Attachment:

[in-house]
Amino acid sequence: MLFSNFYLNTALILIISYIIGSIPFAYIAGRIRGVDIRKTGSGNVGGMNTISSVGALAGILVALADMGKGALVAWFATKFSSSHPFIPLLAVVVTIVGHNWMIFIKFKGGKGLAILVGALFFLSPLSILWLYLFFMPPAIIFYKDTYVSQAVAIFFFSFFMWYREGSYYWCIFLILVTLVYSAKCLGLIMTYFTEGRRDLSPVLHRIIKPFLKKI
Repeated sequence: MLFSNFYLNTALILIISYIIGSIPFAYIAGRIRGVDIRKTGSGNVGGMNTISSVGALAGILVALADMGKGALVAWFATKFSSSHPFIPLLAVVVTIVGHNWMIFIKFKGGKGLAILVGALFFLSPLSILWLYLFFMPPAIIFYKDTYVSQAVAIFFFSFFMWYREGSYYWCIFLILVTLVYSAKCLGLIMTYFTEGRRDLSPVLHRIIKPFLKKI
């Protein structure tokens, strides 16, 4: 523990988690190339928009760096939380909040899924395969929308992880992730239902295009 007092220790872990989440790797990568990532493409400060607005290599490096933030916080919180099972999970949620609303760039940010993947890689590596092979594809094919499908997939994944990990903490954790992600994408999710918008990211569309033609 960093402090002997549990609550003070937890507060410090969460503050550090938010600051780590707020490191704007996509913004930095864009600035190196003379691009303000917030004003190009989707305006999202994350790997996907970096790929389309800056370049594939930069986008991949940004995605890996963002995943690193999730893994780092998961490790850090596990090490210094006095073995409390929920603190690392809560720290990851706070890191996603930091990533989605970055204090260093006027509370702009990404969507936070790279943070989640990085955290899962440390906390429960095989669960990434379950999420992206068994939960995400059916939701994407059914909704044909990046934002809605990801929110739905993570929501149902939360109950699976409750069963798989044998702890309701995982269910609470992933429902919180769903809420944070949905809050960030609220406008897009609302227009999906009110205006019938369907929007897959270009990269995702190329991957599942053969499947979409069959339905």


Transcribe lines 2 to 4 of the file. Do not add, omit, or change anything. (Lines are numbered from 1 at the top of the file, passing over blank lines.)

Amino acid sequence: MLFSNFYLNTALILIISYIIGSIPFAYIAGRIRGVDIRKTGSGNVGGMNTISSVGALAGILVALADMGKGALVAWFATKFSSSHPFIPLLAVVVTIVGHNWMIFIKFKGGKGLAILVGALFFLSPLSILWLYLFFMPPAIIFYKDTYVSQAVAIFFFSFFMWYREGSYYWCIFLILVTLVYSAKCLGLIMTYFTEGRRDLSPVLHRIIKPFLKKI
Repeated sequence: MLFSNFYLNTALILIISYIIGSIPFAYIAGRIRGVDIRKTGSGNVGGMNTISSVGALAGILVALADMGKGALVAWFATKFSSSHPFIPLLAVVVTIVGHNWMIFIKFKGGKGLAILVGALFFLSPLSILWLYLFFMPPAIIFYKDTYVSQAVAIFFFSFFMWYREGSYYWCIFLILVTLVYSAKCLGLIMTYFTEGRRDLSPVLHRIIKPFLKKI
């Protein structure tokens, strides 16, 4: 523990988690190339928009760096939380909040899924395969929308992880992730239902295009 007092220790872990989440790797990568990532493409400060607005290599490096933030916080919180099972999970949620609303760039940010993947890689590596092979594809094919499908997939994944990990903490954790992600994408999710918008990211569309033609 960093402090002997549990609550003070937890507060410090969460503050550090938010600051780590707020490191704007996509913004930095864009600035190196003379691009303000917030004003190009989707305006999202994350790997996907970096790929389309800056370049594939930069986008991949940004995605890996963002995943690193999730893994780092998961490790850090596990090490210094006095073995409390929920603190690392809560720290990851706070890191996603930091990533989605970055204090260093006027509370702009990404969507936070790279943070989640990085955290899962440390906390429960095989669960990434379950999420992206068994939960995400059916939701994407059914909704044909990046934002809605990801929110739905993570929501149902939360109950699976409750069963798989044998702890309701995982269910609470992933429902919180769903809420944070949905809050960030609220406008897009609302227009999906009110205006019938369907929007897959270009990269995702190329991957599942053969499947979409069959339905």